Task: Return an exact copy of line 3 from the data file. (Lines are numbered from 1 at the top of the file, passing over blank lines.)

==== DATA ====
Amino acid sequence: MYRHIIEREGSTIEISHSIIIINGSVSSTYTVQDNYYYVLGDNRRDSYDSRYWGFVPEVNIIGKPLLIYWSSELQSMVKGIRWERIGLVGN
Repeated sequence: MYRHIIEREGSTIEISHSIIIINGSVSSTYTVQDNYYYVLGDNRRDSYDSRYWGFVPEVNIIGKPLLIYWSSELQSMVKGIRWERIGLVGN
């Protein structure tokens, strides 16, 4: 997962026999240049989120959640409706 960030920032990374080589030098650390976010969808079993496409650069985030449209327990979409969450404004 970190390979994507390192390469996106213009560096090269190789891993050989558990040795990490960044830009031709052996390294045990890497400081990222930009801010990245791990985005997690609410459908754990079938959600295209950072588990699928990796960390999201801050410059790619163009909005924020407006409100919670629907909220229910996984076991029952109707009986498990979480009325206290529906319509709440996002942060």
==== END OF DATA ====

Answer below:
């Protein structure tokens, strides 16, 4: 997962026999240049989120959640409706 960030920032990374080589030098650390976010969808079993496409650069985030449209327990979409969450404004 970190390979994507390192390469996106213009560096090269190789891993050989558990040795990490960044830009031709052996390294045990890497400081990222930009801010990245791990985005997690609410459908754990079938959600295209950072588990699928990796960390999201801050410059790619163009909005924020407006409100919670629907909220229910996984076991029952109707009986498990979480009325206290529906319509709440996002942060």